Sharing the Abundance of Our City

Did you know that 40% of all the food in our city gets thrown away? For the average Nashville family, that’s 20 pounds of food waste per month and $1,500 of food thrown away each year.

But The Nashville Food Project is working to change that. Earlier this year, we became a lead agency partner in the National Resources Defense Council’s Nashville Food Waste Initiative. As part of this initiative to greatly reduce Nashville’s food waste, we’ve ramped up efforts to recover healthy surplus food from local farms, grocers and restaurants. This food is used in our meals to feed our city’s most vulnerable communities while greatly reducing the amount of food that enters our city’s waste stream. Already this year, we’ve recovered more than 20,000 pounds of food!

 Our largest food donation this year - 11,000 pounds of meat recovered from a meat conference at Gaylord Opryland

Our largest food donation this year - 11,000 pounds of meat recovered from a meat conference at Gaylord Opryland

This increase in donated food has allowed our staff and volunteers to work more creatively to produce our meals. As the amount of food coming in has skyrocketed, we’ve learned to really think on the fly, adapting menus for the food we’ve received and supplementing with gleaned food whenever possible. Here are a few examples of the fun menus we’ve put together recently using donated food:

  • Southwest Chicken Salad sandwiches using chicken gleaned from Chipotle
  • Hummus and veggie wraps using ingredients entirely gleaned from Whole Foods in Green Hills
  • Chocolate bars topped with cream cheese frosting and strawberries using gleaned chess pie, gleaned cream cheese and sour cream from Iron Fork, Strawberries gleaned from Creation Gardens
  • Breakfast Potato Fritatas using potatoes gleaned from Mitchell's Deli
  • French Toast Sticks using items gleaned from Sinema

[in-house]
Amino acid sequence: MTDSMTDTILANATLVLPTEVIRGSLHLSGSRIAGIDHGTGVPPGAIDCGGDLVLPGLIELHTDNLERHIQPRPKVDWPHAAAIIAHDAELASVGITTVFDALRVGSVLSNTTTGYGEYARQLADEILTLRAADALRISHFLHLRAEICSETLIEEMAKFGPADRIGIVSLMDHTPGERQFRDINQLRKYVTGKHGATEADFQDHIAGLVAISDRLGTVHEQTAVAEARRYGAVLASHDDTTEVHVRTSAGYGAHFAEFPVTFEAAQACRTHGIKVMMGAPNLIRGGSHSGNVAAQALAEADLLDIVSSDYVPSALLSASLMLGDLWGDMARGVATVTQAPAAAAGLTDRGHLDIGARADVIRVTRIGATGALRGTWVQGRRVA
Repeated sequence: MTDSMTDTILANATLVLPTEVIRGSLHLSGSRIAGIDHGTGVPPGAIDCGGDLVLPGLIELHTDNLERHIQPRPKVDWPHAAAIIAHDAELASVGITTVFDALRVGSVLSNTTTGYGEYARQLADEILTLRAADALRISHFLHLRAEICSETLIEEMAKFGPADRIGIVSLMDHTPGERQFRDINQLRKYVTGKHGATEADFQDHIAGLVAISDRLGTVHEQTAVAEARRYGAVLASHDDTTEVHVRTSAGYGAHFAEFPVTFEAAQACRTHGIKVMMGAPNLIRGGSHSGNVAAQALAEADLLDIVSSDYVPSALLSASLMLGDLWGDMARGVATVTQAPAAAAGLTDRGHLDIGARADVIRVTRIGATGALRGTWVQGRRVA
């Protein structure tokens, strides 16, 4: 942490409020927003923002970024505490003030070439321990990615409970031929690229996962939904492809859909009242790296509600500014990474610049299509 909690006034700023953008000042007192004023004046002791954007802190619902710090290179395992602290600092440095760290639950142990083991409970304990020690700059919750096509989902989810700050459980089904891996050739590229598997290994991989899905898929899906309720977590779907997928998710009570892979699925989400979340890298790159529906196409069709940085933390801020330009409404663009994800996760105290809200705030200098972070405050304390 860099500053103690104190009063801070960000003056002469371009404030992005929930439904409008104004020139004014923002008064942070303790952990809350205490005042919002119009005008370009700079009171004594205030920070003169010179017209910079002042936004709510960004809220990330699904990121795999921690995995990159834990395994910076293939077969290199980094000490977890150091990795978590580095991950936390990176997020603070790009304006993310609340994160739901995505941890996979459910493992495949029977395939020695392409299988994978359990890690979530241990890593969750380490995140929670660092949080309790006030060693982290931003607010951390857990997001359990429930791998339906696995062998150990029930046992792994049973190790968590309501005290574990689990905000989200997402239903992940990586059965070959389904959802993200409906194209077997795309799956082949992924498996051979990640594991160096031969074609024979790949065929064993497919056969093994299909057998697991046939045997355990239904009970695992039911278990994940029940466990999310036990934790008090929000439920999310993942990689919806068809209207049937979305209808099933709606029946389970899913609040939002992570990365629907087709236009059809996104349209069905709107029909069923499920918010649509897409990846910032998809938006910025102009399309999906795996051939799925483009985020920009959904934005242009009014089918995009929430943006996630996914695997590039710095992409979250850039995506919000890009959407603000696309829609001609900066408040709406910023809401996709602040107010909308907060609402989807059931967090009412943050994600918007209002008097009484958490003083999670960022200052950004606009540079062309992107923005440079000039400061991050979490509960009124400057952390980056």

• Beef Stroganoff using Prime Rib gleaned from The Green Hills Grill

Increasing our food rescue efforts has also strengthened our community partnerships. We’ve added many new food donors and increased our work with several existing donors including Whole Foods Market, with whom we now glean three times each week at their Green Hills and Franklin locations. We’ve also strengthened our nonprofit partnerships as any food that we can’t use in our meals is shared with a nonprofit partner, ensuring all food goes to someone who is hungry rather than into a dumpster.

The great increase we’ve seen in donated food, has had a big impact on our meals program - decreasing food costs and increasing the amount of food we can share. Already this year, we’ve more than doubled our weekly meals production. To make this all happen, we’ve increased our meals team by two:

Booth Jewett
Food Donations Coordinator

Booth moved to Nashville in 2012 to attend Trevecca Nazarene University, where he earned a degree in Social Justice. He also received his Permaculture Design Certification (PDC) from the University of Vermont in 2015. He is a committed and passionate worker in the local food movement with experience in sustainable farming, community engagement, and speaking and teaching on food justice issues. Booth was born in Atlanta,GA and is an avid fan of all Atlanta sports teams. He and his wife Brittany live in South Nashville.

Christa Ross
Meals Manager - South Hall

A Nashville native, Christa received a degree in environmental policy from the University of Tennessee, Knoxville. She headed west after school and spent five years in Oregon and Northern California working on several organic farms and in catering -- developing a deep seeded love for food.  After moving back to Nashville, Christa joined the staff of TNFP as Food Rescue Coordinator before moving into her current role of Meals Manager - South Hall. Outside of work, Christa spends as much time as possible outside, hiking, kayaking and growing good food!

For more information or to donate food, please contact Food Donations Coordinator Booth Jewett at booth@thenashvillefoodproject.org.